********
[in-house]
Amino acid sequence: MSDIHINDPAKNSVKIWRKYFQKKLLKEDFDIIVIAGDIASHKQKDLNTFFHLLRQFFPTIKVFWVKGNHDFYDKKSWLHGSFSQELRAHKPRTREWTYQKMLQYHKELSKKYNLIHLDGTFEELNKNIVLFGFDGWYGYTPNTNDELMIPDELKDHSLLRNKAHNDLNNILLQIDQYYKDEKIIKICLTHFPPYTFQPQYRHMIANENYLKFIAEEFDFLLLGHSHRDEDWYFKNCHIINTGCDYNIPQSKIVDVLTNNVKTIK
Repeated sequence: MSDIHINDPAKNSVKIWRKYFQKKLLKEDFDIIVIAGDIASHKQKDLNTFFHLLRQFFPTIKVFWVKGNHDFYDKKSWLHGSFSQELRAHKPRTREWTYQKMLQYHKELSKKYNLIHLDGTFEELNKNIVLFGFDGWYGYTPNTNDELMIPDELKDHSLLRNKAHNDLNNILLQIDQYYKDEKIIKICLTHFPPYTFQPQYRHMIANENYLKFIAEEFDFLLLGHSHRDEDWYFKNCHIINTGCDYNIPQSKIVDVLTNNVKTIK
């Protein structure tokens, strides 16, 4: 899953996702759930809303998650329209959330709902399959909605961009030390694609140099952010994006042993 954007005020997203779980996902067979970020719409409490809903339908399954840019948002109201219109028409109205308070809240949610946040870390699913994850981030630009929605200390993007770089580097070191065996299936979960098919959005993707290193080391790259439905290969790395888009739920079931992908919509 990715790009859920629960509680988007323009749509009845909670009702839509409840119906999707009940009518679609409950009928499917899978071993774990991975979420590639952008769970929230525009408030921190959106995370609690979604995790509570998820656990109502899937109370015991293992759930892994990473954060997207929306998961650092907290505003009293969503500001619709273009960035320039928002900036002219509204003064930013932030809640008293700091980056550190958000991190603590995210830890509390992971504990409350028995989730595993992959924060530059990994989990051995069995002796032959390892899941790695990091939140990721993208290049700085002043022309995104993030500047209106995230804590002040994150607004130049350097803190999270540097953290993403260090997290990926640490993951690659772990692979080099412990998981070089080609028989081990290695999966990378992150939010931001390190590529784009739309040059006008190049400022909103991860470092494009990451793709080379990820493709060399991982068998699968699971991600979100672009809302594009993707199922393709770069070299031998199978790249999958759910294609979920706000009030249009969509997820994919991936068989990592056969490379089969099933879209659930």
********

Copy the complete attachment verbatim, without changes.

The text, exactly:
[in-house]
Amino acid sequence: MSDIHINDPAKNSVKIWRKYFQKKLLKEDFDIIVIAGDIASHKQKDLNTFFHLLRQFFPTIKVFWVKGNHDFYDKKSWLHGSFSQELRAHKPRTREWTYQKMLQYHKELSKKYNLIHLDGTFEELNKNIVLFGFDGWYGYTPNTNDELMIPDELKDHSLLRNKAHNDLNNILLQIDQYYKDEKIIKICLTHFPPYTFQPQYRHMIANENYLKFIAEEFDFLLLGHSHRDEDWYFKNCHIINTGCDYNIPQSKIVDVLTNNVKTIK
Repeated sequence: MSDIHINDPAKNSVKIWRKYFQKKLLKEDFDIIVIAGDIASHKQKDLNTFFHLLRQFFPTIKVFWVKGNHDFYDKKSWLHGSFSQELRAHKPRTREWTYQKMLQYHKELSKKYNLIHLDGTFEELNKNIVLFGFDGWYGYTPNTNDELMIPDELKDHSLLRNKAHNDLNNILLQIDQYYKDEKIIKICLTHFPPYTFQPQYRHMIANENYLKFIAEEFDFLLLGHSHRDEDWYFKNCHIINTGCDYNIPQSKIVDVLTNNVKTIK
């Protein structure tokens, strides 16, 4: 899953996702759930809303998650329209959330709902399959909605961009030390694609140099952010994006042993 954007005020997203779980996902067979970020719409409490809903339908399954840019948002109201219109028409109205308070809240949610946040870390699913994850981030630009929605200390993007770089580097070191065996299936979960098919959005993707290193080391790259439905290969790395888009739920079931992908919509 990715790009859920629960509680988007323009749509009845909670009702839509409840119906999707009940009518679609409950009928499917899978071993774990991975979420590639952008769970929230525009408030921190959106995370609690979604995790509570998820656990109502899937109370015991293992759930892994990473954060997207929306998961650092907290505003009293969503500001619709273009960035320039928002900036002219509204003064930013932030809640008293700091980056550190958000991190603590995210830890509390992971504990409350028995989730595993992959924060530059990994989990051995069995002796032959390892899941790695990091939140990721993208290049700085002043022309995104993030500047209106995230804590002040994150607004130049350097803190999270540097953290993403260090997290990926640490993951690659772990692979080099412990998981070089080609028989081990290695999966990378992150939010931001390190590529784009739309040059006008190049400022909103991860470092494009990451793709080379990820493709060399991982068998699968699971991600979100672009809302594009993707199922393709770069070299031998199978790249999958759910294609979920706000009030249009969509997820994919991936068989990592056969490379089969099933879209659930």